For those with trained eyes, old ski areas seem to pop out of the winter landscape. Along Route 89 in New Hampshire, for instance, trails of the onetime favorite King Ridge - since developed as real estate - are still well defined.

And along Route 8 in Vermont, the once busy area known as Little Stowe - Dutch Hill - closed 25 years ago. But you can still make out the winding trails and lift towers that serviced skiers for more than 40 winters.

"Skiing at Little Stowe was just like second nature," said Brie Matson of Burlington, Vt., who grew up near Dutch Hill. "There was never any question what you were going to do for fun on the weekend. Everyone would be there. Oh, I've missed those days. I think about them often. It still can break your heart."

What killed off the hundreds of small ski areas like King Ridge and Dutch Hill?

A combination of forces, said Davis. Smaller areas could not afford the expensive lifts and snowmaking systems that large resorts like Killington and Sugarloaf built. Pressure from real estate development doomed other areas.

"It all just crashed in the '70s," said Davis. "High insurance cost, a few bad snow years, a lot of areas run by clubs relied on volunteer help, and that became harder. Everything just peaked in around 1970 and then the crash came after that in the number of ski areas. People's lives just seemed to change. There were energy problems and a general malaise in the country. That's when most of those areas disappeared."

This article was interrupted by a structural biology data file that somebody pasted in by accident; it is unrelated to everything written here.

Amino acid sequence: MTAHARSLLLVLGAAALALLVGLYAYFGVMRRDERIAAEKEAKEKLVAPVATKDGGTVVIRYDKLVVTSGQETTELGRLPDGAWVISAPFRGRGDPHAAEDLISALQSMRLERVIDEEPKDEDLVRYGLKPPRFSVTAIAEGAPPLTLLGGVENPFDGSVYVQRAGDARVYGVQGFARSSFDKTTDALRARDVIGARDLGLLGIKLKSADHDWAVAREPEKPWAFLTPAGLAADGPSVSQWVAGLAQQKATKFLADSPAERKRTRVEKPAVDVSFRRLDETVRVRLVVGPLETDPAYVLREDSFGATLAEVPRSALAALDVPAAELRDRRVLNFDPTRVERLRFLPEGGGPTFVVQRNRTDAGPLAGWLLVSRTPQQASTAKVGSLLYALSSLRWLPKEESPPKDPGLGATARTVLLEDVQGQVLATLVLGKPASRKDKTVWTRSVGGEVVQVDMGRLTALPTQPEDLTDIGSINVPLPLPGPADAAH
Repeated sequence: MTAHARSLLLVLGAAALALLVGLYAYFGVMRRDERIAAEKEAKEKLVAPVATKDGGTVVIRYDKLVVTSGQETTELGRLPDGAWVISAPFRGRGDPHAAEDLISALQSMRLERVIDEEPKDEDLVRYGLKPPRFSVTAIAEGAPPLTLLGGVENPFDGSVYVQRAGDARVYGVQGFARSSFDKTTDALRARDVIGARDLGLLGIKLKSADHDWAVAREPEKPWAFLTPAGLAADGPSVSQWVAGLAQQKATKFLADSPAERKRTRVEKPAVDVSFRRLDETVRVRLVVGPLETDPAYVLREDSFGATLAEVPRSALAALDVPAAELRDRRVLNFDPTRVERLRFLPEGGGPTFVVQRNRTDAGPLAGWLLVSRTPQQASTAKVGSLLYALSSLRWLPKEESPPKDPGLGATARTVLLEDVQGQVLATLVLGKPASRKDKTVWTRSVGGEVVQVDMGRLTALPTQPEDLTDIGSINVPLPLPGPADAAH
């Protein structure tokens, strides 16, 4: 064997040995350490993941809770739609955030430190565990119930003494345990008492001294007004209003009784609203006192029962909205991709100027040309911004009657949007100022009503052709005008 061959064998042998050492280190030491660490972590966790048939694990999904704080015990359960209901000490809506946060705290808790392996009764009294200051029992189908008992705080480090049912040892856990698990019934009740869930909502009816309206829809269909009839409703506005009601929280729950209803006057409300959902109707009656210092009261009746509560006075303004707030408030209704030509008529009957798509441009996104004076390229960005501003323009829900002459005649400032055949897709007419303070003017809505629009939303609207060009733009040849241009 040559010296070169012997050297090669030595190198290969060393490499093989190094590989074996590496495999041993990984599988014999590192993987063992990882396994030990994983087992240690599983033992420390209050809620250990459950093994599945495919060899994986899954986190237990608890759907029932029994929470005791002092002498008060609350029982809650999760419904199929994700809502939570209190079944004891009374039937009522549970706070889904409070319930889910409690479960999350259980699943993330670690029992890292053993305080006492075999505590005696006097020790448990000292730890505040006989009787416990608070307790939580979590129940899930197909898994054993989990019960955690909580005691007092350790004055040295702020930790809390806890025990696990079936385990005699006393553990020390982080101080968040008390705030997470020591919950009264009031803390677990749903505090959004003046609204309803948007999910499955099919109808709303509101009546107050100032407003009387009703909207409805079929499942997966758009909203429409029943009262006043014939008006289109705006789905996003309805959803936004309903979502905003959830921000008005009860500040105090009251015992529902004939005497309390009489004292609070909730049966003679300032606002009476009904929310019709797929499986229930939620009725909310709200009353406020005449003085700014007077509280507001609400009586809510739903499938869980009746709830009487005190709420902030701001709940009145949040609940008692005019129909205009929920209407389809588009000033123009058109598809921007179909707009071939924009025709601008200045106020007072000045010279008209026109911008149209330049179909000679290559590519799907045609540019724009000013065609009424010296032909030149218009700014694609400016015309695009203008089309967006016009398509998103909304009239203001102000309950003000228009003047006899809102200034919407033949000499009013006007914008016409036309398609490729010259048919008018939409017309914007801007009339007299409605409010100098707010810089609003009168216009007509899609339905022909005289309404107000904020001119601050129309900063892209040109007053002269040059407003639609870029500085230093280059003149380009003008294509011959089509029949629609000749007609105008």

Indeed, the record shows several bad snow winters in the early '70s. The energy crunch came in the middle of the decade, and some landmark court cases against ski areas caused insurance costs to soar. The mom-and-pop areas and family farm slopes simply couldn't keep opening, especially as crowds began gravitating to larger modern resorts.

The picture of change is easy to understand, said Davis, who began his search for lost ski areas as a college student at Lyndon State. But the emotional residue left in the wake of their passing still stuns him.

"It's kind of sad because so many great old places full of memories just vanished," he said. "People made deep and personal connections to their ski areas. I can tell by the things, the old photos and stuff, they send me. They just don't want to let go."

For more information, go to